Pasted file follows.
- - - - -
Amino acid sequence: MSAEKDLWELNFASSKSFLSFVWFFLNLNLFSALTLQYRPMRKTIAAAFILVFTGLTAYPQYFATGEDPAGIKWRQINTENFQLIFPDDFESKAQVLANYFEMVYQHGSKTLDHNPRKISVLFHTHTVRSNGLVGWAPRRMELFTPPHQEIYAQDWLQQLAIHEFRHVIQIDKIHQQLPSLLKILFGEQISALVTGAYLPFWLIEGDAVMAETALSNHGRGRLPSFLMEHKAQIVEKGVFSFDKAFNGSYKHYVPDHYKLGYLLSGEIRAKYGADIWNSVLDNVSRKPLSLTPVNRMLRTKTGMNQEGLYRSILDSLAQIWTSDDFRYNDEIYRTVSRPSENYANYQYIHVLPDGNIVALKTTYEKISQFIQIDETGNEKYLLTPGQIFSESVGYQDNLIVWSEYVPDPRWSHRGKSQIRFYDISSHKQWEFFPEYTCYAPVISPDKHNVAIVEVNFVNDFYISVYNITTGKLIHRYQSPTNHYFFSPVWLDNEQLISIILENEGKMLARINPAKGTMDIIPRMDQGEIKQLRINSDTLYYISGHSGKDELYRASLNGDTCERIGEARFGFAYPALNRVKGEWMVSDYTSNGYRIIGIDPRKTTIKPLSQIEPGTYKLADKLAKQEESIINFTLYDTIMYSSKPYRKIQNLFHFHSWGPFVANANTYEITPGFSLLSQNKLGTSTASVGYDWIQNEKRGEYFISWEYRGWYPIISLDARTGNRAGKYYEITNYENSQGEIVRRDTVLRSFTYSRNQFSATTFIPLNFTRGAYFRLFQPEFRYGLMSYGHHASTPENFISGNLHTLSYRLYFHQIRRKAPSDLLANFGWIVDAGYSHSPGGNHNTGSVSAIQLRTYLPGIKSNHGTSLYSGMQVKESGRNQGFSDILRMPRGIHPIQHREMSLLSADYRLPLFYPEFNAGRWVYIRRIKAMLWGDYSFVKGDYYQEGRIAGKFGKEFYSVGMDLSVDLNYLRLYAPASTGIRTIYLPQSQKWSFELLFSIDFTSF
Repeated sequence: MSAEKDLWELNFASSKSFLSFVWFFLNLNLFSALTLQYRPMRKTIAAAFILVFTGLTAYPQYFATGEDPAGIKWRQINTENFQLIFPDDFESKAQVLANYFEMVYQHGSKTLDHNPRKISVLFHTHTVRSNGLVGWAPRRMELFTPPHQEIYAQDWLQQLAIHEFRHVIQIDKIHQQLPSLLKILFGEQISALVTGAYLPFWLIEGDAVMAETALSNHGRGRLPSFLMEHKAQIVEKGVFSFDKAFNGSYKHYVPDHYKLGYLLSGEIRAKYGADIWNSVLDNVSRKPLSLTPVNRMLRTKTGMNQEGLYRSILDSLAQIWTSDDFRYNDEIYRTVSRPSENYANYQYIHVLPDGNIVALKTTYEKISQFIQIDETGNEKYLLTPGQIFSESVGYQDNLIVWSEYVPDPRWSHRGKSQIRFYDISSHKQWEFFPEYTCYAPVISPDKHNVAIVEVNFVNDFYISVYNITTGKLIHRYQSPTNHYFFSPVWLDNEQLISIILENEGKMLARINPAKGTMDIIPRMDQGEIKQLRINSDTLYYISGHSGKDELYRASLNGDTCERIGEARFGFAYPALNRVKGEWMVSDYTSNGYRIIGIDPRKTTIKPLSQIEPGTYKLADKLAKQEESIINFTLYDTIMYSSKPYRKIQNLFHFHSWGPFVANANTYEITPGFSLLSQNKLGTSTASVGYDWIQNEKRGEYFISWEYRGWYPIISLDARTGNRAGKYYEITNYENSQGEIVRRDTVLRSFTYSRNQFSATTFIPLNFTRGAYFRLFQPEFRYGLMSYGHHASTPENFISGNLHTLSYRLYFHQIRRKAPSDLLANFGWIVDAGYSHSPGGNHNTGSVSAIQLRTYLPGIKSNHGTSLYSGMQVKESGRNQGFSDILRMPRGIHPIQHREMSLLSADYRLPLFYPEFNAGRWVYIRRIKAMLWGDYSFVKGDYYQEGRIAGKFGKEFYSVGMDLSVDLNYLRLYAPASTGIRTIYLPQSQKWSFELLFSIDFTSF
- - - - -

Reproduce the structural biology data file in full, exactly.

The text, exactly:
Amino acid sequence: MSAEKDLWELNFASSKSFLSFVWFFLNLNLFSALTLQYRPMRKTIAAAFILVFTGLTAYPQYFATGEDPAGIKWRQINTENFQLIFPDDFESKAQVLANYFEMVYQHGSKTLDHNPRKISVLFHTHTVRSNGLVGWAPRRMELFTPPHQEIYAQDWLQQLAIHEFRHVIQIDKIHQQLPSLLKILFGEQISALVTGAYLPFWLIEGDAVMAETALSNHGRGRLPSFLMEHKAQIVEKGVFSFDKAFNGSYKHYVPDHYKLGYLLSGEIRAKYGADIWNSVLDNVSRKPLSLTPVNRMLRTKTGMNQEGLYRSILDSLAQIWTSDDFRYNDEIYRTVSRPSENYANYQYIHVLPDGNIVALKTTYEKISQFIQIDETGNEKYLLTPGQIFSESVGYQDNLIVWSEYVPDPRWSHRGKSQIRFYDISSHKQWEFFPEYTCYAPVISPDKHNVAIVEVNFVNDFYISVYNITTGKLIHRYQSPTNHYFFSPVWLDNEQLISIILENEGKMLARINPAKGTMDIIPRMDQGEIKQLRINSDTLYYISGHSGKDELYRASLNGDTCERIGEARFGFAYPALNRVKGEWMVSDYTSNGYRIIGIDPRKTTIKPLSQIEPGTYKLADKLAKQEESIINFTLYDTIMYSSKPYRKIQNLFHFHSWGPFVANANTYEITPGFSLLSQNKLGTSTASVGYDWIQNEKRGEYFISWEYRGWYPIISLDARTGNRAGKYYEITNYENSQGEIVRRDTVLRSFTYSRNQFSATTFIPLNFTRGAYFRLFQPEFRYGLMSYGHHASTPENFISGNLHTLSYRLYFHQIRRKAPSDLLANFGWIVDAGYSHSPGGNHNTGSVSAIQLRTYLPGIKSNHGTSLYSGMQVKESGRNQGFSDILRMPRGIHPIQHREMSLLSADYRLPLFYPEFNAGRWVYIRRIKAMLWGDYSFVKGDYYQEGRIAGKFGKEFYSVGMDLSVDLNYLRLYAPASTGIRTIYLPQSQKWSFELLFSIDFTSF
Repeated sequence: MSAEKDLWELNFASSKSFLSFVWFFLNLNLFSALTLQYRPMRKTIAAAFILVFTGLTAYPQYFATGEDPAGIKWRQINTENFQLIFPDDFESKAQVLANYFEMVYQHGSKTLDHNPRKISVLFHTHTVRSNGLVGWAPRRMELFTPPHQEIYAQDWLQQLAIHEFRHVIQIDKIHQQLPSLLKILFGEQISALVTGAYLPFWLIEGDAVMAETALSNHGRGRLPSFLMEHKAQIVEKGVFSFDKAFNGSYKHYVPDHYKLGYLLSGEIRAKYGADIWNSVLDNVSRKPLSLTPVNRMLRTKTGMNQEGLYRSILDSLAQIWTSDDFRYNDEIYRTVSRPSENYANYQYIHVLPDGNIVALKTTYEKISQFIQIDETGNEKYLLTPGQIFSESVGYQDNLIVWSEYVPDPRWSHRGKSQIRFYDISSHKQWEFFPEYTCYAPVISPDKHNVAIVEVNFVNDFYISVYNITTGKLIHRYQSPTNHYFFSPVWLDNEQLISIILENEGKMLARINPAKGTMDIIPRMDQGEIKQLRINSDTLYYISGHSGKDELYRASLNGDTCERIGEARFGFAYPALNRVKGEWMVSDYTSNGYRIIGIDPRKTTIKPLSQIEPGTYKLADKLAKQEESIINFTLYDTIMYSSKPYRKIQNLFHFHSWGPFVANANTYEITPGFSLLSQNKLGTSTASVGYDWIQNEKRGEYFISWEYRGWYPIISLDARTGNRAGKYYEITNYENSQGEIVRRDTVLRSFTYSRNQFSATTFIPLNFTRGAYFRLFQPEFRYGLMSYGHHASTPENFISGNLHTLSYRLYFHQIRRKAPSDLLANFGWIVDAGYSHSPGGNHNTGSVSAIQLRTYLPGIKSNHGTSLYSGMQVKESGRNQGFSDILRMPRGIHPIQHREMSLLSADYRLPLFYPEFNAGRWVYIRRIKAMLWGDYSFVKGDYYQEGRIAGKFGKEFYSVGMDLSVDLNYLRLYAPASTGIRTIYLPQSQKWSFELLFSIDFTSF